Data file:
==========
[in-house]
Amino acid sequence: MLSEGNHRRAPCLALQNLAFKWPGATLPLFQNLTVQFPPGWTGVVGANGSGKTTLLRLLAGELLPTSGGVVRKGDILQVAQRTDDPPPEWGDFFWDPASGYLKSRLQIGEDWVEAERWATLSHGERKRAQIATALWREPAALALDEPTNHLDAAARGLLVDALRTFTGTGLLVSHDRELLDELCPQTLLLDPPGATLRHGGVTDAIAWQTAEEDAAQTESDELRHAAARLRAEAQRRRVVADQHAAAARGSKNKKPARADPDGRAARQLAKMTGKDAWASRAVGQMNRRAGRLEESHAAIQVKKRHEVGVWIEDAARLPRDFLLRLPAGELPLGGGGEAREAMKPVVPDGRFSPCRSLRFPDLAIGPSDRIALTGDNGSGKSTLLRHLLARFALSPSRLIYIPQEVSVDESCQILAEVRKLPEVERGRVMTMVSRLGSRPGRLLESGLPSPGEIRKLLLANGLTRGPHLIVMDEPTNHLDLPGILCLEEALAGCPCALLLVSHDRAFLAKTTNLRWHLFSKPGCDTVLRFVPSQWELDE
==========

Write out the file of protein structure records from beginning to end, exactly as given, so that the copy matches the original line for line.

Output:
[in-house]
Amino acid sequence: MLSEGNHRRAPCLALQNLAFKWPGATLPLFQNLTVQFPPGWTGVVGANGSGKTTLLRLLAGELLPTSGGVVRKGDILQVAQRTDDPPPEWGDFFWDPASGYLKSRLQIGEDWVEAERWATLSHGERKRAQIATALWREPAALALDEPTNHLDAAARGLLVDALRTFTGTGLLVSHDRELLDELCPQTLLLDPPGATLRHGGVTDAIAWQTAEEDAAQTESDELRHAAARLRAEAQRRRVVADQHAAAARGSKNKKPARADPDGRAARQLAKMTGKDAWASRAVGQMNRRAGRLEESHAAIQVKKRHEVGVWIEDAARLPRDFLLRLPAGELPLGGGGEAREAMKPVVPDGRFSPCRSLRFPDLAIGPSDRIALTGDNGSGKSTLLRHLLARFALSPSRLIYIPQEVSVDESCQILAEVRKLPEVERGRVMTMVSRLGSRPGRLLESGLPSPGEIRKLLLANGLTRGPHLIVMDEPTNHLDLPGILCLEEALAGCPCALLLVSHDRAFLAKTTNLRWHLFSKPGCDTVLRFVPSQWELDE